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Reading Between the Lines Practice Exercises (page 3)

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Updated on Aug 25, 2011

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Exercise 1

  1. c. The narrator tells us in the first paragraph that she and Andy "usually take diametrically opposite positions. If I say day, you can count on Andy to say night." (If you don't know what diametrically means, you should be able to determine its meaning from context.) The rest of the story shows how they have completely opposite views. Choice d is incorrect because Amy tells us that she "love[s] him like a brother." It is true that neither convinces the other (choice a) and that they're both stubborn (choice b), but neither of these are the reasons they fight.
  2. a. This is the best choice because the story is told by Amy, who is describing a personal experience. Choice b is incorrect because the story is in the present; it is not an historical event, and it is not told in the third person. The fact that the selection reveals a conflict (choice c) does not make the selection a personal narrative. The fact that the selection involves a policy decision that will affect the students (choice d) does not make the selection a personal narrative.
  3. a. Because Amy is narrating this story about her own experiences, we can eliminate the antagonist options, choices c and d. Choice b is incorrect because the author has already given enough details about Amy to make her a round, complex character who is likely to change throughout the story.
  4. c. This is the best choice because it accurately states Andy's position on the issue of a school dress code. Choice a is incorrect because nothing in the narrative suggests that how students dress reflects their parents' views. Choice b is incorrect because it reflects Amy's views about the dress code, not Andy's. Choice d is incorrect because it does not reflect Andy's reasons for objecting to a dress code.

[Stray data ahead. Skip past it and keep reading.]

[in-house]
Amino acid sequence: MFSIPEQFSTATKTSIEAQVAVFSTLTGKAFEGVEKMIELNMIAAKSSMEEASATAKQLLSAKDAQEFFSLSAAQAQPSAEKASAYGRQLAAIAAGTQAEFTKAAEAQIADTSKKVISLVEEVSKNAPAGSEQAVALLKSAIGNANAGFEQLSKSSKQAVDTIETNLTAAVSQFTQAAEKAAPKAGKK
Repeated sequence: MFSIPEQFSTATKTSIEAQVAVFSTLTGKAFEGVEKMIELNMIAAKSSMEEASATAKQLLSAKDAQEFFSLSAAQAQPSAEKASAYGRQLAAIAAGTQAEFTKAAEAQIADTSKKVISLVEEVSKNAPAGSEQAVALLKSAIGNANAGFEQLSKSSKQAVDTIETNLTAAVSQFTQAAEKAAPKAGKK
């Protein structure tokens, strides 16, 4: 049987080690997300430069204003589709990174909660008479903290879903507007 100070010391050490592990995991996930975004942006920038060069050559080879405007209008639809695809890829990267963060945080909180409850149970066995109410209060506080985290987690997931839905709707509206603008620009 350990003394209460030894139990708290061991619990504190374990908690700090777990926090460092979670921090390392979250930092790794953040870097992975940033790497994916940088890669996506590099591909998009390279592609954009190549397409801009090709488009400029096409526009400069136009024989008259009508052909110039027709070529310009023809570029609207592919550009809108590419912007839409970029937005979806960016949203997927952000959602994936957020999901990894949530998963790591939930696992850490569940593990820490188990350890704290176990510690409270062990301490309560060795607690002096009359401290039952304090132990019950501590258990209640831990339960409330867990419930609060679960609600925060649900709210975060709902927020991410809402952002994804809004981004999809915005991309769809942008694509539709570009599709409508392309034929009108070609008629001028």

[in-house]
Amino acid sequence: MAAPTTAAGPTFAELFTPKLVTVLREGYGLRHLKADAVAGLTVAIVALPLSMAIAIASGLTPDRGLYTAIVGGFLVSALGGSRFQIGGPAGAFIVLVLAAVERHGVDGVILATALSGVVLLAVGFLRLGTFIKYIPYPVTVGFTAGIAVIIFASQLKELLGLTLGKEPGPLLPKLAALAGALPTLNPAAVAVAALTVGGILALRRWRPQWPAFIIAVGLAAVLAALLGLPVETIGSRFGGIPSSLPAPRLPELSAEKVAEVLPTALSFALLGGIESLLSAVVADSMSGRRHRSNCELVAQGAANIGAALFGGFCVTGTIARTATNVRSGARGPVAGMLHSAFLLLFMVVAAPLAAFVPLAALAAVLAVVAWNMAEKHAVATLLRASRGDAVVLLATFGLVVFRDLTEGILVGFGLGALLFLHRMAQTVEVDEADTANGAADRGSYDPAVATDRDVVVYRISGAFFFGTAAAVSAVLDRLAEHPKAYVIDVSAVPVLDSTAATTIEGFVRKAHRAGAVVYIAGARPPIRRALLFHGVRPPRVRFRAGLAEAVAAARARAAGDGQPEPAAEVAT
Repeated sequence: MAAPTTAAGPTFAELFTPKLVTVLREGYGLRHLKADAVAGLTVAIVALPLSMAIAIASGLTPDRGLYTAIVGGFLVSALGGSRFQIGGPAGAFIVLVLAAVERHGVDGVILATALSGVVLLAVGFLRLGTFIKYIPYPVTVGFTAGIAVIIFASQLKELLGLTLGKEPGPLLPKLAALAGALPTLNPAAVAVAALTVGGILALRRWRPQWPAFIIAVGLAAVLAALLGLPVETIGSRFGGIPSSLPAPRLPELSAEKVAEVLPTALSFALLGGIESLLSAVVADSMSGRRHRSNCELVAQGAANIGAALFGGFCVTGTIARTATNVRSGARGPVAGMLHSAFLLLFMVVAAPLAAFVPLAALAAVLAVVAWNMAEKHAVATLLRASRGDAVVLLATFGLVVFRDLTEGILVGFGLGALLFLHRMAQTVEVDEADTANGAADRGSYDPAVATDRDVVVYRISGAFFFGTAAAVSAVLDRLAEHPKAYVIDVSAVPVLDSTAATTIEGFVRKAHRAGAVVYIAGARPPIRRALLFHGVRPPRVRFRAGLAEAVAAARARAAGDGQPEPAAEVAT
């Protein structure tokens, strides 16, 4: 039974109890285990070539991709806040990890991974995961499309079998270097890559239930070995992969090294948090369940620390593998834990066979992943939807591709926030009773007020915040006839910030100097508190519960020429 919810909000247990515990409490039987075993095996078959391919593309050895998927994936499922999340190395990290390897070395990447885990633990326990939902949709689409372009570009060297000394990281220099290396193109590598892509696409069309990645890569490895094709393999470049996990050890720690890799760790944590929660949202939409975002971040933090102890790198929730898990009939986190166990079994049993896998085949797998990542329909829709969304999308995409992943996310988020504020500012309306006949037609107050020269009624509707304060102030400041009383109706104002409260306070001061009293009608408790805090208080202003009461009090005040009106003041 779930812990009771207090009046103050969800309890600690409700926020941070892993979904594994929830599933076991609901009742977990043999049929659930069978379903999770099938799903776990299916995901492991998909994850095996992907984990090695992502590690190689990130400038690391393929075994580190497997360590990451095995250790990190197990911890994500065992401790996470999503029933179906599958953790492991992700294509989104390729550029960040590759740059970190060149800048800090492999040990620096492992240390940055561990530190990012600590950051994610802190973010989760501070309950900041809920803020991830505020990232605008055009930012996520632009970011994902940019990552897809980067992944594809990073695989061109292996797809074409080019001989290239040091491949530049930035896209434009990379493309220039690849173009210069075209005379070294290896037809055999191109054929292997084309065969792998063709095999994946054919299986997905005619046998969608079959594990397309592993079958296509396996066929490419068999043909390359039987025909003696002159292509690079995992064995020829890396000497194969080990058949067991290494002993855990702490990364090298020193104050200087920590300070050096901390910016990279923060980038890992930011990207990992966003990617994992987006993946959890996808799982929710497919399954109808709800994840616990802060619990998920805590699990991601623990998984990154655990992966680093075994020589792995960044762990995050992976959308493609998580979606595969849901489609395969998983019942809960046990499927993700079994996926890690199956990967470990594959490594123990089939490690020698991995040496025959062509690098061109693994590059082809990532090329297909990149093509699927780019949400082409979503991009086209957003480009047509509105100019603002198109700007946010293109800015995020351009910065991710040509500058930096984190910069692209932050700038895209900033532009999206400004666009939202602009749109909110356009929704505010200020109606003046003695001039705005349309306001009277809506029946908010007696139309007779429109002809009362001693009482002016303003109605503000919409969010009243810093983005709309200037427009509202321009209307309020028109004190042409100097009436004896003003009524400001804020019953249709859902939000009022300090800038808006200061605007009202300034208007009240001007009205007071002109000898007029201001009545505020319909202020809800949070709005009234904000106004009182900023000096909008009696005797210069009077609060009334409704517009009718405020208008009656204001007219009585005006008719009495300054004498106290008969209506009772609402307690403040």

5. c. Like most fiction, this story is written to entertain the reader.
  6. d. At the end of the story, the reader does not know what the vote will be or what the principal will do, so we cannot effectively predict the outcome.
  7. d. The best clue to the meaning is that Andy "can't believe" that Amy "would be willing to give up [her] all-American teenage birthright" to dress the way she pleases. He may be angry (choice a), but this passage tells us that he also is horrified. Choice b is incorrect because he does not deny Amy's opinion; he argues with it directly, which also rules out choice c.
  8. a. This story is told in chronological order, from the PTA proposal to a day or so after the vote but before the announcement.
  9. b. Although Amy uses ridicule to make her point, she does have a good point to make: that we shouldn't let our clothes determine how we feel. She tells Andy she feels sorry for him because his ego "would be completely destroyed" if he had to wear a uniform. In other words, she's upset that he'd let a uniform affect his sense of self.

Exercise 2

  1. b. The narrator tells us in the third paragraph that "there were fourteen of us—I and my folks and eleven brothers—even after three children had died."